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Interglacial Hydroclimate in the Tropical West Pacific Through the Late Pleistocene

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Science  03 May 2012:
1218340
DOI: 10.1126/science.1218340

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Abstract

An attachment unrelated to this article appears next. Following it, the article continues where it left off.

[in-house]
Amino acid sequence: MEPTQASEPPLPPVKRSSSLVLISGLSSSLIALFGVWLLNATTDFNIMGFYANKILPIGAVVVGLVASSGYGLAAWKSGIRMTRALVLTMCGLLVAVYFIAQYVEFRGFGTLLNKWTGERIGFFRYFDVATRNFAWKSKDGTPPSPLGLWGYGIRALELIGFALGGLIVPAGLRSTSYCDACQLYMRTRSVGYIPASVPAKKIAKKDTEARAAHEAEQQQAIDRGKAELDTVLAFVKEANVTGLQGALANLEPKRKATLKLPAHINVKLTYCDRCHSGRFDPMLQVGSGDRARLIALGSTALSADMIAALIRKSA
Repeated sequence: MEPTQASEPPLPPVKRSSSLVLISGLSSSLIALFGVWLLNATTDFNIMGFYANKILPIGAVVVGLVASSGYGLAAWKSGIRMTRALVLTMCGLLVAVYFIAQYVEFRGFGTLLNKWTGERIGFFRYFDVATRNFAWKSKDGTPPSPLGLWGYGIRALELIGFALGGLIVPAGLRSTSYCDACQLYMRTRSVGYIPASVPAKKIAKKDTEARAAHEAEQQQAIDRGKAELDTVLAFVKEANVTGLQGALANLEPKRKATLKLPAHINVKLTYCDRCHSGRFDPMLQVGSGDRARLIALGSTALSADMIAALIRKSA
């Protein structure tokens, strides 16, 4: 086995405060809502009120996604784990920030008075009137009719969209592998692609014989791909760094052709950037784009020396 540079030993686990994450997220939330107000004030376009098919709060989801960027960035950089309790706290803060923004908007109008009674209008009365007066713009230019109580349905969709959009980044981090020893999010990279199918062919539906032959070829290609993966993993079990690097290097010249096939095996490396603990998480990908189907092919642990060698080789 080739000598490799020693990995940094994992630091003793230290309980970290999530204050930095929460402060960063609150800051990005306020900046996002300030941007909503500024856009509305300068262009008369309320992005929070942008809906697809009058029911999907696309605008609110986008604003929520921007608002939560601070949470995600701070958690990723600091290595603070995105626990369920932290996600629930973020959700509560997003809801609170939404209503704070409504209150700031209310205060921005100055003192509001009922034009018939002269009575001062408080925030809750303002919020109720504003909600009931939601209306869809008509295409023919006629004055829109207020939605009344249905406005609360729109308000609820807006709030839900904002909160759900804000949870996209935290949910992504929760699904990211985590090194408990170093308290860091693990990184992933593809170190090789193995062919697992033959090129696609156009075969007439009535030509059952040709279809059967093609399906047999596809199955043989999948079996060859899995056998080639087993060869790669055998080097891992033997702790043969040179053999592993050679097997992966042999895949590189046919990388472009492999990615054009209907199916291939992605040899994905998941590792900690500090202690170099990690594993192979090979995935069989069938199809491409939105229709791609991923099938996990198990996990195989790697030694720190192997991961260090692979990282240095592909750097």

Records of atmospheric carbon dioxide levels (pCO2) and Antarctic temperature have revealed an intriguing change in the magnitude of interglacial warmth and pCO2 at around 430 thousand years ago (ka), but the global climate repercussions of this change remain elusive. Here, we present a stalagmite-based reconstruction of tropical West Pacific hydroclimate from 570 to 210 ka. The results suggest similar regional precipitation amounts across the four interglacials contained in the record, implying that tropical hydroclimate was insensitive to interglacial differences in pCO2 and high-latitude temperature. In contrast, during glacial terminations, drying in the tropical West Pacific accompanied cooling events in northern high latitudes. Therefore, the tropical convective heat engine can either stabilize or amplify global climate change, depending on the nature of the climate forcing.

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